Daniel Lynch knows his Japanese sports cars and sub-compacts. NSXs and WRXs: He'd worked on them for nearly 12 years. Evos and Supras: He knows just as much about making those go faster than Mitsubishi and Toyota thought they ought to be and, in the midst of all of that, found time to turbocharge and track his own Civic hatchback.
Toyota's '80s, rear-wheel-drive wonder car, though—the AE86 Corolla—seemed to never find its way onto Lynch's resume, but it wasn't for his lack of interest. "I have a lot of experience with late-model Supras and with the Celica All-Trac, but my Corolla was actually the first 4A-GE I'd ever worked on," he says about the unfamiliar territory underneath the hood.
Owning one wasn't necessarily supposed to happen, either. "I actually came upon this car by chance," Lynch says about the '86 GT-S model he'd picked up in barter for a clutch job on his former boss' ride. "I've always liked the chassis, but I primarily worked on higher-horsepower cars and was focused on racing my Civic and, eventually, getting an Evo."
Instead of an all-wheel-drive and already-turbocharged Mitsubishi sedan, though, Lynch ended up with a 30-year-old and naturally aspirated Corolla with a 112hp engine that ultimately tanked on him. The rational side of your brain assumes Lynch plopped down a few hundred bucks for another 4A-GE, but the bad boy in you's hoping he laid down a whole lot more for something like Honda's S2000 mill. Lynch did neither, instead looking to Nissan and its most capable yet affordable four-cylinder to date, the SR20DET.
Scour the Internets thoroughly and you'll still be hard-pressed to find a similar swap. Lynch knew this, but the skills and resources he's amassed during the last two decades wrenching on all sorts of makes meant retrofitting the non-Toyota-compliant powertrain into place wouldn't be all that hard. "The original idea was to throw the motor in stock and just drive it," he says, "but things tend to spiral out of control with me." It's a predictable scenario that, most of the time—Lynch's situation not withstanding—leads to fancy standalone engine management computers, custom turbo systems, and reworked bodies and chassis.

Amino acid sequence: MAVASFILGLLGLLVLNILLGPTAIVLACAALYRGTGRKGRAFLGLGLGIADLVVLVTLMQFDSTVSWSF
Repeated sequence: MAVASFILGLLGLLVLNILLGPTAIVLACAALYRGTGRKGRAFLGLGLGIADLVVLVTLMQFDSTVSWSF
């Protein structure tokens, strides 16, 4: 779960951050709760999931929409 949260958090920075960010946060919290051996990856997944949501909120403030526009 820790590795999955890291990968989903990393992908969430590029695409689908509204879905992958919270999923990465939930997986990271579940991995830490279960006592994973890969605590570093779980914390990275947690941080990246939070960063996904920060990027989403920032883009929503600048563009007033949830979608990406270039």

All of a sudden, a bone-stock SR20 transplant wasn't good enough. Now, 18 pounds of boost squeezed from one of Garrett's Disco Potatoes mean 350 hp and 307 lb-ft of torque. The SR20's guts were left alone, but 750 cc worth of fuel injectors and an AEM EMS-4 make sure the whole shebang stays in one piece while all of this happens. And this is exactly how Lynch enjoyed the car, romping on it for nearly a year and a half during his daily commute across the greater Phoenix area until a driveline failure on the freeway brought it all to an end.
As it turns out, this was one of those endings that really just gave way to a new beginning—one riddled with an independent-rear-suspension conversion, all sorts of body work to accommodate the wider hardware out back, and a Japanese Levin body conversion because, well, that's the sort of thing driveline failures were meant for.
Lynch's car-building acumen is worthy, but it isn't perfect. "I did most of the work on the car," he says, "but I have a few super-talented friends who helped me in the areas where I lacked." Like the paintwork and Origin Lab rear fenders that had to be extensively modified by Elevens Paint and Fiber's Dylan Bedore, the 350 hp that was cajoled from the ECU by UMS Tuning's Tony Szirka, and the custom exhaust manifold, six-point 'cage, and whatever other fab work Lynch contracted Future Fab's John Owens.
It was all help wholly welcomed by Lynch, but he'll be the first one to tell you that owning the "friend's car" that's stuck in any legitimate business owner's shop isn't always a recipe for a neck-snapping work-pace. "When you build a car with friends who own shops and have businesses to run, everything on that 'friend job' gets put on the back-burner due to them having to make a living," Lynch admits. "Whenever I got to a part that I couldn't personally hash out, the car tended to sit for a couple months at a time."
It's a small hiccup in the grand scheme of an otherwise trouble-free build if you ask Lynch who, today, says he drives the car all the time. "It's not a garage queen or meant to sit at a car show," he assures us. "Right now it's set up as a street car, but I'm currently putting together a wheel and tire package for the UMS Time Attack series and some local track days."
Lynch never planned on owning Toyota's archetype Corolla and he never planned on owning one with Nissan underpinnings. He'll tell you that the project sort of fell into his lap, that he probably should've ended up in some sort of Evo, but none of that matters because, as Lynch puts it, until you've actually driven one of these on a proper twisty road, you just can't fathom how amazing three-decade old technology can still be.